OUR TRIP TO BURMAH.
THE HISTORY OF THE FIRST BURMESE WAR. (1824 to 1826.)
So much has of late years been saidaand in some respects deservedly saidawith regard to the extent and completeness of arrangements for our troops in India in time of war, that we are apt to believe such has always been the case. The available materials do not enable us to extend our remarks on this subject beyond the time of the first Rangoon warabetween 1824 and 1826; but the particulars in regard to it to which we have had access will tend to impress the reader with the idea that then, at any rate, the manner in which the expedition was fitted out, and arrangements made for the ordinary requirements of the troops, were such as to reflect small credit upon those concerned.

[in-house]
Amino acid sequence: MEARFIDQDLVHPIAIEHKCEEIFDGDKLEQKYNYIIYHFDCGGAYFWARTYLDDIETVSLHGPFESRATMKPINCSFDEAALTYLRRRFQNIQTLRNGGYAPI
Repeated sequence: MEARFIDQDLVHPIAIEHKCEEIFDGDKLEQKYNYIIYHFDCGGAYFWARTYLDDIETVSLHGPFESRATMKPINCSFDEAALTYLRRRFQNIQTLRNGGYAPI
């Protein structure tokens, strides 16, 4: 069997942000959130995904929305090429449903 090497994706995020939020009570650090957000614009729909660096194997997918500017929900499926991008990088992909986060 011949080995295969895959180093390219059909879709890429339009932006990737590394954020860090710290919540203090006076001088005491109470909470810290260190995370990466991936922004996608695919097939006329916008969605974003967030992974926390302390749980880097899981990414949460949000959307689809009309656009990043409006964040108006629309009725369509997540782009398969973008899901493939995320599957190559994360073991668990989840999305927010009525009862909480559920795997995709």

The extent and severity of the sickness which during these two years prevailed among our troops in Ava are matters of history. Among the causes which contributed to their production, Dr. Burke* enumerated athe want of fresh and wholesome provisions, the want of watch-cloaks, very severe duty, particularly night duty, and the very heavy rains which continued to pour down for five or six months without intermission.aa aDuring the war in Rangoon in 1826, the 38th Regiment became very unhealthyafever, dysentery, and what was called a beri beri/ prevailing to a great extent.a The fever was followed by a state of exhaustion, debility, swelling of the legs, etc., and was rapidly followed by dysentery, sponginess, dropsy of the chest, abdomen, and legs, hospital gangrene, and increased debility. By some medical officers this condition was recorded as a beri beri a; others, however, detected it to be scurvy, notwithstanding that a fresh beef, bread, tea sugar, milk, beer in large quantities, yams, pumpkins, lime juice, spruce, and pickles were all issued to the sick without benefit;a nor did the surgeon fail to notice that the other
* At the time Inspector-General in India.* At the time Inspector-General in India.